Teachers to take to the streets to protest unpaid dues

Aug 29, 2012, 07:35 IST | Kranti Vibhute

After school management of several ABE primary schools have not paid salaries and dearness allowances, a protest march has been scheduled by teachers, who also plan to boycott Teachers' Day next month

Over 100 teachers from private primary schools of the Archdiocesan Board of Education (ABE) will walk more than one kilometre from Churchgate railway station till Bishop’s House in Colaba tomorrow to appeal to the Bishop to clear their outstanding dues, which are running into lakhs. In protest of school management not paying them their salaries, the teachers have also decided to boycott Teachers’ Day on September 5 by not accepting gifts or attending celebrations at their schools.

According to the teachers, the management is not paying them their salary according to Sixth Central Pay Commission (SCPC) as per the government rule, dearness allowance and arrears. Also, teachers claim that they are paid dearness allowance only twice a year, when it should be paid every month. For these reasons, they have decided not to celebrate Teachers’ Day this year, and march to Bishop’s House at Holy Name High School in Colaba.

Aarti Dsilva (name changed) a teacher from an unaided school said, “Despite government circulars stating that we should be paid according to the SCPC, the management is not paying us. How are we going to survive? Moreover, the BMC’s education department is also not checking how many potholes are there in our salaries, like their roads. Hence, we have decided to boycott Teachers’ Day.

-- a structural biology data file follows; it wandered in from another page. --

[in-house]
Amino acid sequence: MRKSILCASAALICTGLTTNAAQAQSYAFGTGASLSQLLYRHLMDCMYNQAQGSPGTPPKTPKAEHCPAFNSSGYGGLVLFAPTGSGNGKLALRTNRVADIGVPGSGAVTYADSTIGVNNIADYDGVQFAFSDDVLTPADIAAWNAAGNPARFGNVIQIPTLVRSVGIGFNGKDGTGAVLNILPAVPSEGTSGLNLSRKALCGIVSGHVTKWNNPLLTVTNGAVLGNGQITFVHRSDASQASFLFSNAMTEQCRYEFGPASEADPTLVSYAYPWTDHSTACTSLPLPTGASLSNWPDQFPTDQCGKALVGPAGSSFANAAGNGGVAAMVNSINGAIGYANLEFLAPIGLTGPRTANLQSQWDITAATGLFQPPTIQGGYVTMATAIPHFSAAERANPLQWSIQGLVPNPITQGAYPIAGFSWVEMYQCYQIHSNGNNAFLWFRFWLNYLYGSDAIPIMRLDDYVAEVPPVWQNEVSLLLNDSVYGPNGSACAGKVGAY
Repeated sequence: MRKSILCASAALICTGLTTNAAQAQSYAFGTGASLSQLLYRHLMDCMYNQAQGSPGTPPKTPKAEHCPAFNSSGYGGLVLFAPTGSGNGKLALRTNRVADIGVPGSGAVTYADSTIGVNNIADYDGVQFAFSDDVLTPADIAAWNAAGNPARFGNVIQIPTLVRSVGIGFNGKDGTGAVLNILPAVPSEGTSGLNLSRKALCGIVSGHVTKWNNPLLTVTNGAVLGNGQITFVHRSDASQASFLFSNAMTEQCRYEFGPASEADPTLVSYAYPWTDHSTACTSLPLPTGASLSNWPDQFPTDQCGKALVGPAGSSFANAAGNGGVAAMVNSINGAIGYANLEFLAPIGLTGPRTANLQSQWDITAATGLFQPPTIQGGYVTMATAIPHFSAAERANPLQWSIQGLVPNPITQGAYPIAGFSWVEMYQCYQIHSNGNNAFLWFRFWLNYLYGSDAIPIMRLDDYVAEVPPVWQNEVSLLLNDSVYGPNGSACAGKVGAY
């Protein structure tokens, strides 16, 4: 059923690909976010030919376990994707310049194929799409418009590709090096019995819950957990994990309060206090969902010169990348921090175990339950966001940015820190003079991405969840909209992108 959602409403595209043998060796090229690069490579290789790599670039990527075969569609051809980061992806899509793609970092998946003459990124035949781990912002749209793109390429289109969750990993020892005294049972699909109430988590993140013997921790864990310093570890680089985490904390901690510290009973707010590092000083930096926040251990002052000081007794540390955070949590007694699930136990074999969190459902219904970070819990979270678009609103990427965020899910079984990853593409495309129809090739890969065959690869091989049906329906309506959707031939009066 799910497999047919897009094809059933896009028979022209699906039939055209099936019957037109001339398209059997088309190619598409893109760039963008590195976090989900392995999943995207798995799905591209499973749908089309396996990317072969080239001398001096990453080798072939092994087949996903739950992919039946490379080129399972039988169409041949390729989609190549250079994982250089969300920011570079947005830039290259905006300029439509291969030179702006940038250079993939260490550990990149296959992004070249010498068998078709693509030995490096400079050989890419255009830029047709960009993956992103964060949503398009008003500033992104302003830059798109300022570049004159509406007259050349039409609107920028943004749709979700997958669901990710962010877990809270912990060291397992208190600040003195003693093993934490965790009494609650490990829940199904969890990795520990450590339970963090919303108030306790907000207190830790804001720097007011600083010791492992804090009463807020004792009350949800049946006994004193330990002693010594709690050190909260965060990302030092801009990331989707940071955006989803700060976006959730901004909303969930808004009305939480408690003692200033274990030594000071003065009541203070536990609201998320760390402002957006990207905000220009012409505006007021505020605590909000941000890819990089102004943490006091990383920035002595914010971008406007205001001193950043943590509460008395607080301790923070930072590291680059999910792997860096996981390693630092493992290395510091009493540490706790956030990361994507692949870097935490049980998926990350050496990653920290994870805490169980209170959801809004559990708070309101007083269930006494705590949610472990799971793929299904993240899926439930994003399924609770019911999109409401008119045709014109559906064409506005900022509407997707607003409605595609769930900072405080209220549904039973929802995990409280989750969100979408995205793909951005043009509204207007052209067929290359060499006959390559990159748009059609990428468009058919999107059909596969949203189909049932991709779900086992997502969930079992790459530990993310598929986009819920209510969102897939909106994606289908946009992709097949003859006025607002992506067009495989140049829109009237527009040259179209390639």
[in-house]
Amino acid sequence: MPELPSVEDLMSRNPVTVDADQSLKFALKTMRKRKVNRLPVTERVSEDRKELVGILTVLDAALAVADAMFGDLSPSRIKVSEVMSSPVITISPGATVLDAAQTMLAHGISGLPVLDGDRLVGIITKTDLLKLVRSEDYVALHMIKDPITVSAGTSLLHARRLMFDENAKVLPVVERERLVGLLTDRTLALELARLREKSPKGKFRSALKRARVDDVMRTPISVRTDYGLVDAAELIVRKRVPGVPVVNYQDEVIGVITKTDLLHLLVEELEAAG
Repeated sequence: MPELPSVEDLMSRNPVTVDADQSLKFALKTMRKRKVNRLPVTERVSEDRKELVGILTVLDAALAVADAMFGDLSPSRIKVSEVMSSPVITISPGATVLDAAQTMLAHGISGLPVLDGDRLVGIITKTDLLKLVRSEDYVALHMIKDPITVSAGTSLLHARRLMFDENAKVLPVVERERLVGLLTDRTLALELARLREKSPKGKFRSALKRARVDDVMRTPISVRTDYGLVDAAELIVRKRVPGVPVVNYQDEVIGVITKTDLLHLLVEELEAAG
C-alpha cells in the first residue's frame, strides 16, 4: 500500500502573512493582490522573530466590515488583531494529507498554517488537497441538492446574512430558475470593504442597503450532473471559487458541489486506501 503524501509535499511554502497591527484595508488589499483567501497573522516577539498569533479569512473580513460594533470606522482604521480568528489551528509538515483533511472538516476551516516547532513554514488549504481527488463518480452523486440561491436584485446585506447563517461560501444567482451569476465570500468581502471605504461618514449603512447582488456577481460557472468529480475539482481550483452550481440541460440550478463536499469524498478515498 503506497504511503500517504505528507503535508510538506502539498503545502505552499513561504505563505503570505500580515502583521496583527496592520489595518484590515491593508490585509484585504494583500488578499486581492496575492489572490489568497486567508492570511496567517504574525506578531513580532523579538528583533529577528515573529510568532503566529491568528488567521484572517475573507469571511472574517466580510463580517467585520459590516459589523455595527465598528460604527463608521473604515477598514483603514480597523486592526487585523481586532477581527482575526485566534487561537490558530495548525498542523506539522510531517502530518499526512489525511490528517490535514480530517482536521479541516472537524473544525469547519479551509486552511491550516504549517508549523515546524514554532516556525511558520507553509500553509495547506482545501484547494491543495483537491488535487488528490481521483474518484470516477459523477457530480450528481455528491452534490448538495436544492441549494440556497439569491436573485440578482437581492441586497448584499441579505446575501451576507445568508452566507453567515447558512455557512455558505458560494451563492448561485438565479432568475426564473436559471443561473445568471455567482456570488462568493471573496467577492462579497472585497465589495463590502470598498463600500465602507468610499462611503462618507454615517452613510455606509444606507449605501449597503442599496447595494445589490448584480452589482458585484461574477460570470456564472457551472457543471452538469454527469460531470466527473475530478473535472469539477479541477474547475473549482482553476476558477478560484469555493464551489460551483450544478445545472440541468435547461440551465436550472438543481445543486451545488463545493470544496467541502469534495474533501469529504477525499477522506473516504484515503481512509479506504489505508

We will go to school but we will not take anything from children or school management. We will give our complaint letter to our Bishop tomorrow.” Smita Pal (name changed) another teacher of an ABE School, “The school management gives us money and organises functions through the students’ pockets. Why should we celebrate our Teachers’ Day from their money when the management can pay from their own pocket?”

Parents Teachers Association United Forum president Arundhati Chavan, said, “If BMC teachers are given all those facilities, why are unaided school teachers suffering? It is unfair that they are deprived of the rights that BMC teachers have.” Fr Gregory Lobo, secretary of ABE, remained unavailable for comment.

The number of unaided primary schools the Archdiocesan Board of Education runs in the city

Mirza Baig, education officer BMC, said, “If the teachers of unaided schools are not paid as per the rule, then the school management can face BMC action. The BMC education department can cancel their recognition. However, in some places the number of students or the fee amount may be low, so the management face problems in paying teachers. If teachers approach us with their complaints, we will take immediate action.”  

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